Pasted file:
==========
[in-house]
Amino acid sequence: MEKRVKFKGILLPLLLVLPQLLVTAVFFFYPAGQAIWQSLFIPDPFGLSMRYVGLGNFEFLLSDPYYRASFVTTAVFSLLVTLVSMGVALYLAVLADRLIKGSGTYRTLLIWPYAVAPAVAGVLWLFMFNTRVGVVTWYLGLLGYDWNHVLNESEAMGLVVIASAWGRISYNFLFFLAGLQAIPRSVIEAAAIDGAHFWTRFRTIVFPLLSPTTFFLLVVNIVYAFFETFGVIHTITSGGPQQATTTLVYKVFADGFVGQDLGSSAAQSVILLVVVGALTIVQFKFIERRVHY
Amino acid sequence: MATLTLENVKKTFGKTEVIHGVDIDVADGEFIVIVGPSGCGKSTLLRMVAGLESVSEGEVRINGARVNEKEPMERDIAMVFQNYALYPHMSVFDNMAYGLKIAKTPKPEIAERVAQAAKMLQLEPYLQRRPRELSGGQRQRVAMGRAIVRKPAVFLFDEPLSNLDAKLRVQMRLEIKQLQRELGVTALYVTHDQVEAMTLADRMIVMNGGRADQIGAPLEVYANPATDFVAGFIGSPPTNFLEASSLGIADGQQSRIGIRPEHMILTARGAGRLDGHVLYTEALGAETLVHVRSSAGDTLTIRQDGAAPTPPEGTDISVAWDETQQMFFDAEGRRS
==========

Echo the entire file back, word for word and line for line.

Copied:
[in-house]
Amino acid sequence: MEKRVKFKGILLPLLLVLPQLLVTAVFFFYPAGQAIWQSLFIPDPFGLSMRYVGLGNFEFLLSDPYYRASFVTTAVFSLLVTLVSMGVALYLAVLADRLIKGSGTYRTLLIWPYAVAPAVAGVLWLFMFNTRVGVVTWYLGLLGYDWNHVLNESEAMGLVVIASAWGRISYNFLFFLAGLQAIPRSVIEAAAIDGAHFWTRFRTIVFPLLSPTTFFLLVVNIVYAFFETFGVIHTITSGGPQQATTTLVYKVFADGFVGQDLGSSAAQSVILLVVVGALTIVQFKFIERRVHY
Amino acid sequence: MATLTLENVKKTFGKTEVIHGVDIDVADGEFIVIVGPSGCGKSTLLRMVAGLESVSEGEVRINGARVNEKEPMERDIAMVFQNYALYPHMSVFDNMAYGLKIAKTPKPEIAERVAQAAKMLQLEPYLQRRPRELSGGQRQRVAMGRAIVRKPAVFLFDEPLSNLDAKLRVQMRLEIKQLQRELGVTALYVTHDQVEAMTLADRMIVMNGGRADQIGAPLEVYANPATDFVAGFIGSPPTNFLEASSLGIADGQQSRIGIRPEHMILTARGAGRLDGHVLYTEALGAETLVHVRSSAGDTLTIRQDGAAPTPPEGTDISVAWDETQQMFFDAEGRRS